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Cardiac arrest 

Cardiac arrest
Chapter:
Cardiac arrest
Author(s):

Jasmeet Soar

, Jerry P. Nolan

, and David A. Gabbott

DOI:
10.1093/med/9780199204854.003.1701_update_002

July 30, 2015: This chapter has been re-evaluated and remains up-to-date. No changes have been necessary.

Update:

Technique of cardiopulmonary resuscitation (CPR)—modified recommendation for chest compressions.

Airway and ventilation—waveform capnography should be used to confirm correct placement of a tracheal tube and also provides an indication of the quality of CPR.

Treatment of shockable rhythms and of asystole—algorithms updated.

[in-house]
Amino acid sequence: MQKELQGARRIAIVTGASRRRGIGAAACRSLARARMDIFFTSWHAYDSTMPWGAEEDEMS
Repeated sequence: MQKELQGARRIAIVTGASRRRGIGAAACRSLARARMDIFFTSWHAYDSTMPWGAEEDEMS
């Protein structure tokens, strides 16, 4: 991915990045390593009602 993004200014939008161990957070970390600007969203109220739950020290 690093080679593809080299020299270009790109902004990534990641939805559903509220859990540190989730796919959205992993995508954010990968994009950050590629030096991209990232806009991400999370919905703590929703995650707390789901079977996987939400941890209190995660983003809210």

Monitored and witnessed VF/VT cardiac arrest should be treated with defibrillation attempts before chest compressions are commenced in some situations.

Updated on 30 May 2013. The previous version of this content can be found here.
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date: 17 October 2017

Cardiovascular disease is the most common cause of sudden cardiac arrest, which causes over 60% of adult coronary heart disease deaths. In Europe, the annual incidence of out-of-hospital cardiopulmonary arrests treated by emergency medical systems is 38 per 100 000.

Survival from cardiac arrest depends on a sequence of interventions—the Chain of Survival—comprising (1) early recognition and call for help, (2) early cardiopulmonary resuscitation (CPR), (3) early defibrillation, and (4) postresuscitation care. The division between basic life support and advanced life support (ALS) is arbitrary—the resuscitation process is a continuum....

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